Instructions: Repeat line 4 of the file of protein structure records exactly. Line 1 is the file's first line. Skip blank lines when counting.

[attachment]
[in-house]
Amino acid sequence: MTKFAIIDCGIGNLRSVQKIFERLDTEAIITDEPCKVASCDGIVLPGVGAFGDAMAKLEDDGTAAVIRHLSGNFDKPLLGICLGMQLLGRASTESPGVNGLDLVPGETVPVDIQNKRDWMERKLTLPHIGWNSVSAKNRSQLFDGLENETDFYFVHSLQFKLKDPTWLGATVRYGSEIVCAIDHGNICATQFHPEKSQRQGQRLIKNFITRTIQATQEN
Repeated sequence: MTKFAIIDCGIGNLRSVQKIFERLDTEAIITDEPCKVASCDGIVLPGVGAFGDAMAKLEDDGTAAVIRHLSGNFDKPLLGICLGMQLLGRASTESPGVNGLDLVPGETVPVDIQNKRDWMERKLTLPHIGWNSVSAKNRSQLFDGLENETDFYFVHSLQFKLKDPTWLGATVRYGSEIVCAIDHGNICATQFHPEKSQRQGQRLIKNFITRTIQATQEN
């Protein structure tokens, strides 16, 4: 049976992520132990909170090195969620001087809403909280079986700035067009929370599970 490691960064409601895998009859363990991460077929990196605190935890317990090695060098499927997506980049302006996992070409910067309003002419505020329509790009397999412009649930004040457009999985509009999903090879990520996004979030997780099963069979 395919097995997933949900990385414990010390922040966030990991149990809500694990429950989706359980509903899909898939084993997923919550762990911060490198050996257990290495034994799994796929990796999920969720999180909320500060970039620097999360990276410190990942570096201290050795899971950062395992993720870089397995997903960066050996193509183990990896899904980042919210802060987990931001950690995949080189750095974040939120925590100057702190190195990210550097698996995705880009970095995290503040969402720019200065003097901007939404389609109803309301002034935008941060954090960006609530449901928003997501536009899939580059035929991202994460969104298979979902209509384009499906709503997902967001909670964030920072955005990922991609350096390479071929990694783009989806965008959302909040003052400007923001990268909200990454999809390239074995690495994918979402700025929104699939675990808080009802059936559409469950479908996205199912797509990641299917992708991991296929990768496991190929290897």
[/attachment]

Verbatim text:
């Protein structure tokens, strides 16, 4: 049976992520132990909170090195969620001087809403909280079986700035067009929370599970 490691960064409601895998009859363990991460077929990196605190935890317990090695060098499927997506980049302006996992070409910067309003002419505020329509790009397999412009649930004040457009999985509009999903090879990520996004979030997780099963069979 395919097995997933949900990385414990010390922040966030990991149990809500694990429950989706359980509903899909898939084993997923919550762990911060490198050996257990290495034994799994796929990796999920969720999180909320500060970039620097999360990276410190990942570096201290050795899971950062395992993720870089397995997903960066050996193509183990990896899904980042919210802060987990931001950690995949080189750095974040939120925590100057702190190195990210550097698996995705880009970095995290503040969402720019200065003097901007939404389609109803309301002034935008941060954090960006609530449901928003997501536009899939580059035929991202994460969104298979979902209509384009499906709503997902967001909670964030920072955005990922991609350096390479071929990694783009989806965008959302909040003052400007923001990268909200990454999809390239074995690495994918979402700025929104699939675990808080009802059936559409469950479908996205199912797509990641299917992708991991296929990768496991190929290897």